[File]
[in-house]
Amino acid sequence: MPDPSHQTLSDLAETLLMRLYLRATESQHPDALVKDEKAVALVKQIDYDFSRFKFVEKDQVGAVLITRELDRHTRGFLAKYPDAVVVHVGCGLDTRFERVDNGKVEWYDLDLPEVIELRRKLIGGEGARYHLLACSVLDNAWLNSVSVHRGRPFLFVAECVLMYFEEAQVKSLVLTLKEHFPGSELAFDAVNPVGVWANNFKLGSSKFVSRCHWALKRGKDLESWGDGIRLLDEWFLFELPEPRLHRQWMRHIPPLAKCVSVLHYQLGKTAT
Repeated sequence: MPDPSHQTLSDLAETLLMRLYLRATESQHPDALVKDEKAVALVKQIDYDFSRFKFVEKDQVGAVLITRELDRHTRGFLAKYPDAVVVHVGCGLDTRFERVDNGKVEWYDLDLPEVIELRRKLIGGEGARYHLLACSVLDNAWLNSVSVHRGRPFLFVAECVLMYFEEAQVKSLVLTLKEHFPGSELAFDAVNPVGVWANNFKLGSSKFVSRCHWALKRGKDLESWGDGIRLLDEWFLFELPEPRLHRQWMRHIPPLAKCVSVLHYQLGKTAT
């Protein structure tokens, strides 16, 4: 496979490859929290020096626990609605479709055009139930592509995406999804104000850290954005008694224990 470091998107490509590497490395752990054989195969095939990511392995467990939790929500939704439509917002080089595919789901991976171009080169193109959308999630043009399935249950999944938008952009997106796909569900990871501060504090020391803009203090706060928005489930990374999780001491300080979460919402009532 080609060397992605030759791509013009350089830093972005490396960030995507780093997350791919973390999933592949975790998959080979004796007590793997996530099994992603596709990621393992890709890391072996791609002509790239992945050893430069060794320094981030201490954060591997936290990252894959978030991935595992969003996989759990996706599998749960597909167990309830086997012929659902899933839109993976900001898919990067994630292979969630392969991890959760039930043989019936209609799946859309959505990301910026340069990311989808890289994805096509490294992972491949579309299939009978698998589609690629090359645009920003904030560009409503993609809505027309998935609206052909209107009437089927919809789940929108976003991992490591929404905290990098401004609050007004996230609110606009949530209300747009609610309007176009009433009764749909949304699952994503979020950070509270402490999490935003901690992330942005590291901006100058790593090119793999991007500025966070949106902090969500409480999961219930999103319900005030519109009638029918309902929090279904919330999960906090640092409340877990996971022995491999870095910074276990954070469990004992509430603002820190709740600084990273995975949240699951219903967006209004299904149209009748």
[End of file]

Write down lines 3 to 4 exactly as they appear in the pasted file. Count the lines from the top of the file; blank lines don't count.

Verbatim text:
Repeated sequence: MPDPSHQTLSDLAETLLMRLYLRATESQHPDALVKDEKAVALVKQIDYDFSRFKFVEKDQVGAVLITRELDRHTRGFLAKYPDAVVVHVGCGLDTRFERVDNGKVEWYDLDLPEVIELRRKLIGGEGARYHLLACSVLDNAWLNSVSVHRGRPFLFVAECVLMYFEEAQVKSLVLTLKEHFPGSELAFDAVNPVGVWANNFKLGSSKFVSRCHWALKRGKDLESWGDGIRLLDEWFLFELPEPRLHRQWMRHIPPLAKCVSVLHYQLGKTAT
């Protein structure tokens, strides 16, 4: 496979490859929290020096626990609605479709055009139930592509995406999804104000850290954005008694224990 470091998107490509590497490395752990054989195969095939990511392995467990939790929500939704439509917002080089595919789901991976171009080169193109959308999630043009399935249950999944938008952009997106796909569900990871501060504090020391803009203090706060928005489930990374999780001491300080979460919402009532 080609060397992605030759791509013009350089830093972005490396960030995507780093997350791919973390999933592949975790998959080979004796007590793997996530099994992603596709990621393992890709890391072996791609002509790239992945050893430069060794320094981030201490954060591997936290990252894959978030991935595992969003996989759990996706599998749960597909167990309830086997012929659902899933839109993976900001898919990067994630292979969630392969991890959760039930043989019936209609799946859309959505990301910026340069990311989808890289994805096509490294992972491949579309299939009978698998589609690629090359645009920003904030560009409503993609809505027309998935609206052909209107009437089927919809789940929108976003991992490591929404905290990098401004609050007004996230609110606009949530209300747009609610309007176009009433009764749909949304699952994503979020950070509270402490999490935003901690992330942005590291901006100058790593090119793999991007500025966070949106902090969500409480999961219930999103319900005030519109009638029918309902929090279904919330999960906090640092409340877990996971022995491999870095910074276990954070469990004992509430603002820190709740600084990273995975949240699951219903967006209004299904149209009748």